Euphoria examines but does not glamorize difficult themes of teen life

Euphoria, a HBO original series, has been all the talk these past few months. The show follows Rue Bennett, a junior in high school, who’s right out of rehab for drug abuse, and her equally troubled peers in a small California town. The show discusses themes of addiction, sexuality, body image, sexual assault, transphobia, and more. Euphoria is a brilliant show, with its in-depth characters, compelling plot, and fascinating color palette and design elements. 

Almost every episode begins with one of the main characters at a young age, either their child or early teen years, and leads us through their life and struggles, with the episode ending at their current day selves. 

Some of these stories have sweet and lighthearted themes, but most are disturbing and upsetting as they explore the characters’ trauma and their unhealthy ways of coping. Many of the characters’ conflicts intersect and expand on one another, creating a captivating series for viewers. 

The main focus, though, is Rue, the protagonist, as she centers around all other characters and has an established relationship with them – either good or bad. We mainly learn of her issues as they are broad, troubling and usually play into others daily lives.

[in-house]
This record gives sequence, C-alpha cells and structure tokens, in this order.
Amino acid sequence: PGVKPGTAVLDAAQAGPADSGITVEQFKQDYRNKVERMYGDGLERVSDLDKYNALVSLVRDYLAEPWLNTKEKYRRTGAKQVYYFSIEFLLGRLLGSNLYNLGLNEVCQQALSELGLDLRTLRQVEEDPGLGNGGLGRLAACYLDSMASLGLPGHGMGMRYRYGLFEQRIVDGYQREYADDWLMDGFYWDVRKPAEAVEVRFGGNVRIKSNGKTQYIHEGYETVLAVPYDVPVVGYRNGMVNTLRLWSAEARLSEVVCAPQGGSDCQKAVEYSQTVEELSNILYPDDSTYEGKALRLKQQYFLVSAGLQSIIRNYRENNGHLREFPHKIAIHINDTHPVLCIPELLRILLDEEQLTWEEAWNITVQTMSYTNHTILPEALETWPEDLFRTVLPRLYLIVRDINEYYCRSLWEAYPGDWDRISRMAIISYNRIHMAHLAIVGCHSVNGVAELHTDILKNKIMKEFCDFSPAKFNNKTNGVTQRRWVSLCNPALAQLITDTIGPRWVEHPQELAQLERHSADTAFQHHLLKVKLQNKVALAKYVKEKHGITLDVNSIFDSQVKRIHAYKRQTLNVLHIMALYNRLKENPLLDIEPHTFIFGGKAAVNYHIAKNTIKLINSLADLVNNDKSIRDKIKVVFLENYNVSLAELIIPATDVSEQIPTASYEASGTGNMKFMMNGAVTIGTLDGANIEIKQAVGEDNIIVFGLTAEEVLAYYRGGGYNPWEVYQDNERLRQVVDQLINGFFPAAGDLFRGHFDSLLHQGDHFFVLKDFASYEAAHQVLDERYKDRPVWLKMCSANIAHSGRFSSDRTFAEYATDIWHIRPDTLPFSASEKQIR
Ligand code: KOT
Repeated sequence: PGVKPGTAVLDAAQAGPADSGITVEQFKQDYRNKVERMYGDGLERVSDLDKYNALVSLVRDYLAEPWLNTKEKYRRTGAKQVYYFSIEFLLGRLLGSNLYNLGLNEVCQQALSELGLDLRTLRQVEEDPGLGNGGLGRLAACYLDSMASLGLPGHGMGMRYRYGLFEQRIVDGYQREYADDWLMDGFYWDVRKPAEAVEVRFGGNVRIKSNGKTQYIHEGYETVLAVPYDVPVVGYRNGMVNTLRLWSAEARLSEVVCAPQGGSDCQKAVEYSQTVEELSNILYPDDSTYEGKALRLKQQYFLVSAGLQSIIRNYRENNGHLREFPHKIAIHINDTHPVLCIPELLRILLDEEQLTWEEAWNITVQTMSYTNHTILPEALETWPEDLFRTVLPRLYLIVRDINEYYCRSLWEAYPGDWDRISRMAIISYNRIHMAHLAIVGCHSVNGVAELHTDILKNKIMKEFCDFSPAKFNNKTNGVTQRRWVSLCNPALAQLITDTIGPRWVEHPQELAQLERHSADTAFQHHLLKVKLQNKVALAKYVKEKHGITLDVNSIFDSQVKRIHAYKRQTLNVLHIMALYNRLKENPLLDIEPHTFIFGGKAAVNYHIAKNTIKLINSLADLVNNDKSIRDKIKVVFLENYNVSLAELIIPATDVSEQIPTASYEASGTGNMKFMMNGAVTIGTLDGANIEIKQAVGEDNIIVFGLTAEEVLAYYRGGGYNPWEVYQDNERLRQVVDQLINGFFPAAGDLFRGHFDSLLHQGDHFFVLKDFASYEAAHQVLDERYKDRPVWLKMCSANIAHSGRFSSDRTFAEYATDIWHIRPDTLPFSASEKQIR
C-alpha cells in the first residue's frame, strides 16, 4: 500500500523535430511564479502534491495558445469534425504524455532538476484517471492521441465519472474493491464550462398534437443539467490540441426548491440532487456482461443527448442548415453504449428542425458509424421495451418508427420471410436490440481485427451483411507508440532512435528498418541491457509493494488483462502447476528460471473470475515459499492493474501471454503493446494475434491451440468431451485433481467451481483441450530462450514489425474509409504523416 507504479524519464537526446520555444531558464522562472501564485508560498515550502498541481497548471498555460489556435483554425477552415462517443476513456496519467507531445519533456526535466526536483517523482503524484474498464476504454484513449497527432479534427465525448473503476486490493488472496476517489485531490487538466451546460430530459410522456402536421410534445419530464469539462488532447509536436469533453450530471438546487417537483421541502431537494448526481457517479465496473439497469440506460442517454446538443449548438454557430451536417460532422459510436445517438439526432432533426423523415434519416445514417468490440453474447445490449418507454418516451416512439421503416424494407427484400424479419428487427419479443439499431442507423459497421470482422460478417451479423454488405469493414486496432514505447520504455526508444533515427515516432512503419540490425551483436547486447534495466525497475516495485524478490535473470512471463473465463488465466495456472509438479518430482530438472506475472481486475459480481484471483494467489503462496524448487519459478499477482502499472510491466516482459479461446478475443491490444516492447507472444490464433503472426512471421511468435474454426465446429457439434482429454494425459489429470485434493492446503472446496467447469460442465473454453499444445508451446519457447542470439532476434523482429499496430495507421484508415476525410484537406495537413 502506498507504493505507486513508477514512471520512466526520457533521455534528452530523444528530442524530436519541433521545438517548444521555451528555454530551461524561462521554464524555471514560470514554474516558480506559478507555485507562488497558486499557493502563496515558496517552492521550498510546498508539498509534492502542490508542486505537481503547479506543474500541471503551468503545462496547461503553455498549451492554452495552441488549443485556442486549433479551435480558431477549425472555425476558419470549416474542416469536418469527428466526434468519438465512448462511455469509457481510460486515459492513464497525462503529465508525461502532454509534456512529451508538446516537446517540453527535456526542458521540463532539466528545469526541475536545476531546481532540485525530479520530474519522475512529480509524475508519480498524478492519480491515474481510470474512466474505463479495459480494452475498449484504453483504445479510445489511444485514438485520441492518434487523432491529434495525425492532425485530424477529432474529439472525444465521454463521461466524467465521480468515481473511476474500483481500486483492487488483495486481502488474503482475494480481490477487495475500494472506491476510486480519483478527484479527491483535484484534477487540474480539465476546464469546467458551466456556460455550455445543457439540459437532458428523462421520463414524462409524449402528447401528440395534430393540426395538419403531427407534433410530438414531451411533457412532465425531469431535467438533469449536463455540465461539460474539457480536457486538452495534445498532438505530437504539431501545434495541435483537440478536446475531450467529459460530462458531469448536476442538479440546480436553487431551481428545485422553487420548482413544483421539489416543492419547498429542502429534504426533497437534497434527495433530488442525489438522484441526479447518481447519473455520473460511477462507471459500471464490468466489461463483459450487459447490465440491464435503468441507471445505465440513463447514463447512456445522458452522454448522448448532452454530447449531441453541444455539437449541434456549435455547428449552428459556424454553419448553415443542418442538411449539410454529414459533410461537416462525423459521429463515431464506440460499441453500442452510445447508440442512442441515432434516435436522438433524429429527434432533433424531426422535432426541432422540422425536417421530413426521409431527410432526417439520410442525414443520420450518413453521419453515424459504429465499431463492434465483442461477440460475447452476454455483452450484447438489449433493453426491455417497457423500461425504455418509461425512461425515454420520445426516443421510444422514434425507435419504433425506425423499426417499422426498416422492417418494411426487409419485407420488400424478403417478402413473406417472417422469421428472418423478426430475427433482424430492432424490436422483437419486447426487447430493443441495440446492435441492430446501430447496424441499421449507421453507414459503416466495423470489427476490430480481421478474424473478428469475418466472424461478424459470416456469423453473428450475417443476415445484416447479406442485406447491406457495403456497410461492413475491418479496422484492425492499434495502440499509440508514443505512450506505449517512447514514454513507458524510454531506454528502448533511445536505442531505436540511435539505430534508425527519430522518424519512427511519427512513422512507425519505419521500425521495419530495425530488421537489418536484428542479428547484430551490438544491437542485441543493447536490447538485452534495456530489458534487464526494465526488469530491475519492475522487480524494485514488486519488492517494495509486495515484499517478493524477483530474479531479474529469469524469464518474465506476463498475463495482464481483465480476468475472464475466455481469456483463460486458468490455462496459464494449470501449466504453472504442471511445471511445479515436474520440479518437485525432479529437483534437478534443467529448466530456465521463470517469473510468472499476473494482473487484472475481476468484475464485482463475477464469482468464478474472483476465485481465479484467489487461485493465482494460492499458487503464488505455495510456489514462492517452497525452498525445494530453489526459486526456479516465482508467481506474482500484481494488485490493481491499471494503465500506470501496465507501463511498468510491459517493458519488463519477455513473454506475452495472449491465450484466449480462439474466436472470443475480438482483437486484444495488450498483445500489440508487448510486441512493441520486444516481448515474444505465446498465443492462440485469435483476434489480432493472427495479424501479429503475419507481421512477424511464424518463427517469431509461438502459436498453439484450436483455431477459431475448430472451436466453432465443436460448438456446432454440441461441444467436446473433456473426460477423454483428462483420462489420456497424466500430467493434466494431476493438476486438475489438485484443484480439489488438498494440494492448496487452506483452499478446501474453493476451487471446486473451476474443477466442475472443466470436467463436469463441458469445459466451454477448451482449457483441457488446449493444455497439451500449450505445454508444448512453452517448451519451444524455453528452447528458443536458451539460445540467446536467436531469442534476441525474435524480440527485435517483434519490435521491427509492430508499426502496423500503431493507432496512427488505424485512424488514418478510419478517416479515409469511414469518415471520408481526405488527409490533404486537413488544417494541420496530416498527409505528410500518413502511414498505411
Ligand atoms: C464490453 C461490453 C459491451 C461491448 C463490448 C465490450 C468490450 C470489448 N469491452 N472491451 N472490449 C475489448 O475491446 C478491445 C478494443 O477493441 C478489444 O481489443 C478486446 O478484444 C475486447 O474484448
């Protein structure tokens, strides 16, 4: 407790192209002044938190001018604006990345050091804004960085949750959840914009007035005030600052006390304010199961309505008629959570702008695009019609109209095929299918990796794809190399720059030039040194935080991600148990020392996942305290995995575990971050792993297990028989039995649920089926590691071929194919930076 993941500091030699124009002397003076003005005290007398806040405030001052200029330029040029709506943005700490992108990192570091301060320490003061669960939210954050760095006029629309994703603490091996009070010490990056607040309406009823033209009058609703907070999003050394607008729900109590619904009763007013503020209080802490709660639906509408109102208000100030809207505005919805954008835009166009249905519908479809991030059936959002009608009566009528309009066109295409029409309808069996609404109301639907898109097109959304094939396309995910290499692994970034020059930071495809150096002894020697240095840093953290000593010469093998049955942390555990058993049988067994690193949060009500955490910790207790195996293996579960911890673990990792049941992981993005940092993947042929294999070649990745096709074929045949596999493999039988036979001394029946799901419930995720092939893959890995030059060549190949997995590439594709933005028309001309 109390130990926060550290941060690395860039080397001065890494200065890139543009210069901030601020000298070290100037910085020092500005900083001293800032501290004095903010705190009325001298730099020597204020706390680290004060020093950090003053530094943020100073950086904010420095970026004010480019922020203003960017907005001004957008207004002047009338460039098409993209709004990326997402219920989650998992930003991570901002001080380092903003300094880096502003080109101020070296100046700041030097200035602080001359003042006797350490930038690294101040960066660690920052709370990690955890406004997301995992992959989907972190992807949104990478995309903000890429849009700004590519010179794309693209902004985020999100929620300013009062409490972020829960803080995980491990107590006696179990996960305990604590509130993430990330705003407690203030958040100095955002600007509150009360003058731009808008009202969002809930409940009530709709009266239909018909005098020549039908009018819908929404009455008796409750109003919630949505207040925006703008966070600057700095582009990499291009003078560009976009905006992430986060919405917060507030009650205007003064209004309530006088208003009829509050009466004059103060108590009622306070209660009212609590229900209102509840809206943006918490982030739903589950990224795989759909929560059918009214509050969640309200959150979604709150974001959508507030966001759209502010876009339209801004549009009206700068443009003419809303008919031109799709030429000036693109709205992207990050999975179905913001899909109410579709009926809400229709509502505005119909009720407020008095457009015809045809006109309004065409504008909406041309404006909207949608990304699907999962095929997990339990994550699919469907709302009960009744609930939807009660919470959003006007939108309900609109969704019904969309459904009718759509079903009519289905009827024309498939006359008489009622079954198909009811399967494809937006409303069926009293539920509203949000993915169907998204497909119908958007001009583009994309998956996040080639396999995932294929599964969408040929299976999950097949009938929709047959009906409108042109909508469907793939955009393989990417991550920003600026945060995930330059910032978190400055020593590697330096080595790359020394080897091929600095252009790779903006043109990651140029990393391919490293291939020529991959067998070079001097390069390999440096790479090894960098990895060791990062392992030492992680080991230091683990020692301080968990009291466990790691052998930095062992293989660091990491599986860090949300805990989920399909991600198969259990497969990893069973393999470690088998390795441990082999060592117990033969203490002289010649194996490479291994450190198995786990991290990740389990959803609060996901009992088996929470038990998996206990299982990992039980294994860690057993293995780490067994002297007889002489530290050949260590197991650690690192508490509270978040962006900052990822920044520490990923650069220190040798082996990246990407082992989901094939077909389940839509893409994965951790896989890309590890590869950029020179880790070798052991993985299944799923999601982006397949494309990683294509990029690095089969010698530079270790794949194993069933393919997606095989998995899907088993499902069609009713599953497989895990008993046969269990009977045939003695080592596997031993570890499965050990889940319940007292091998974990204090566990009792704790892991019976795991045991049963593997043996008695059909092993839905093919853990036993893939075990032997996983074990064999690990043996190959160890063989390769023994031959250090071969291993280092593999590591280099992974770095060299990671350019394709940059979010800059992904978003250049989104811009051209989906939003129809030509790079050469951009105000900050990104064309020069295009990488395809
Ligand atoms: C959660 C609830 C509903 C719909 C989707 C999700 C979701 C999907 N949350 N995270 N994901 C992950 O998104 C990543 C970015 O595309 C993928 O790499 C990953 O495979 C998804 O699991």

The series is known for its distinctive color pallets that are used in the set, wardrobe, makeup, and lighting. Seasons 1 had a blue and purple palette signifying depression and melancholy, while Season 2 uses green and yellow to imply mania and chaos. 

As a first-time viewer in early November, I was immediately hooked. I basically spent every waking moment watching, living, and breathing Euphoria. In fact, I ended up watching all of season one’s eight episodes, at about one hour each, in under three days.

Later that month HBO announced the premier date of Euphoria’s season 2, and to say I was excited would be an understatement. I immediately began watching all the trailers, teasers, and cast statements, and so was everyone around me. Season 2, Episode 1 first premiered on January 9th, 2022 with over two million people watching. Each sunday night after that a new episode was released, with 8 in total. The last episode premiered on February 27.

I found season 2 to be much more entertaining than season 1 due to its sudden change of theme and mood. Viewers went from watching season 1 Rue be quiet and timid to her becoming completely frenzied and over the edge in season 2. I recommend watching the series from the beginning so that you will connect with and understand the characters, plots and themes that Euphoria has to offer. 

The series is directed towards a young adult audience and does an amazing job of discussing issues and conflicts that are otherwise seen as taboo in the media. Euphoria isn’t scared of the frowned upon topics that many of us face. It embraces these topics and begins to humanize them through it’s platform 

There are numerous graphic moments ranging from violet, sexual, and abusive scenes. If you don’t feel comfortable viewing such scenes, I strongly recommend not watching Euphoria. 

The series has also faced backlash worldwide for promoting drug use and sexual activity, but I think that this is a misreading of the show’s themes. Euphoria does not glamorize any of its disturbing topics. 

For those who do feel comfortable watching, I highly recommend the series. It’s funny, it’s sad, it’s suspenseful, it’s really everything that great television should be. 

Image source – NYLON

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